Michael Mairs knows vividly the fear that comes with a cancer diagnosis, and the strength it takes to fight the disease.
Now, the University of North Texas freshman from Flower Mound is using his gaming skills to help youths in their fight against cancer.
Mairs recently competed in the St. Jude Play Live annual event. The monthlong event in May helped gamers raise funds for children’s cancer and research. It is sponsored by St. Jude Children’s Research Hospital in Memphis.
In his senior year of high school, Mairs was diagnosed with basal cell carcinoma, the most common form of skin cancer. While treatable, the experience opened his eyes to children with diagnoses of other dangerous cancers that require multiple rounds of treatments.
“This is so important to make sure these kids don’t die of cancer, and that those families don’t ever have to pay a dime,” Mairs said.
Families never receive a bill from St. Jude for treatment, travel, housing or food. On their website it states, “because all a family should worry about is helping their child live.”
Founded in 1962 by entertainer Danny Thomas, the hospital takes about $2.8 million a day to operate.
Mairs used a platform called Twitch to live stream himself playing video games. Viewers could donate to his cause and chat with him in real time.
Dubbed “Smirky” online, his primary game of choice is Toontown, a multi-player, family-friendly game that’s earned him 13,000-plus followers.
“That’s the random name that popped into my head,” he said of his nickname.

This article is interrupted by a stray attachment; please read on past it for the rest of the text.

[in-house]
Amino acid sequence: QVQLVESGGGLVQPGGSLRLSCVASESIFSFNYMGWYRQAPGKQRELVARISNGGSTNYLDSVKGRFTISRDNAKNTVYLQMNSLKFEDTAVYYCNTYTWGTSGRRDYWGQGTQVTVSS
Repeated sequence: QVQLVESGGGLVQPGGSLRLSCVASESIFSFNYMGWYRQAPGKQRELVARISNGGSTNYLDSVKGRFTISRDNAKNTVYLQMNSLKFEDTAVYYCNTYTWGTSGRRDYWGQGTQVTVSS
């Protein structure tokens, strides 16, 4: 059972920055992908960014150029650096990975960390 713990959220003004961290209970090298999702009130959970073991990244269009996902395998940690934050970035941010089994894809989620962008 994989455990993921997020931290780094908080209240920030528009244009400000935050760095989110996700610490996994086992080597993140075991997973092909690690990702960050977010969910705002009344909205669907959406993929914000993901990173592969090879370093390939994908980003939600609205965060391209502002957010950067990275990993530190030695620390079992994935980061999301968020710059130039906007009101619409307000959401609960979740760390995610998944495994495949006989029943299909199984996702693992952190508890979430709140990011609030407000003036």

As for Toon Town being his game choice, he said, “It’s simple and a lot of fun to play with other people, and it’s nostalgic. A lot of people remember their childhood through this game. If you remember the movie ‘Who Framed Roger Rabbit’ this game is kind of like that.”
In his first year of competing in 2018, Mairs raised almost $1,500, enough to earn an invitation to this year’s kickoff Play Live Summit at St. Jude. It was a chance to meet some of the patients for whom he was playing.
“You look at children like those at St. Jude and you see leukemia, brain tumors, and more. It’s very eye-opening,” he said.
This year Mairs upped his game, so to speak. He did even more to get folks to participate and donate. For example, if someone wanted to see him hit himself in the face with a pie, it cost them $100.
“I pied myself a lot,” he said with a laugh.
In all, Mairs raised over $10,000. As a prize for himself, he raised enough money this year to win himself a deluxe gaming chair with the St. Jude logo on it as a prize.
“My original goal was to raise $5,000, and we crushed it,” he said. “I’ve never had my own gaming chair, so that’s pretty cool.”
“I like that Michael is using a platform that communicates to an audience of younger individuals. It’s a great way of aligning the communication platform with the audience,” said Dr. Brian Richardson, chairman of UNT’s Department of Communication Studies. “When young people hear of someone who’s using video games to raise awareness of childhood cancer research and care, they can relate to that on their level.”
Mairs recalled receiving his own diagnosis and how it will continue to be part of his life.
“What hit me is when the doctor said, ‘This probably won’t be the only skin cancer you have in your lifetime,’” he said. “Hopefully I won’t get a case of melanoma. At first I had to process it. This is a thing. It’s cancer in my body.
“I can’t ever go out in the sun the same way again. That doesn’t mean I live every day of my life in a long sleeve hoodie and jeans, but I have to always be careful.”
Mairs is a communications major with a minor in music. He wants to enter public relations and do community outreach work. He also wants to do more charity work in life, including continuing to be a part of the St. Jude project for many years.
“Especially after visiting the hospital I see myself doing this for a long, long time,” he said. “It’s quite incredible to see how gaming can be a great way to help with their mission.”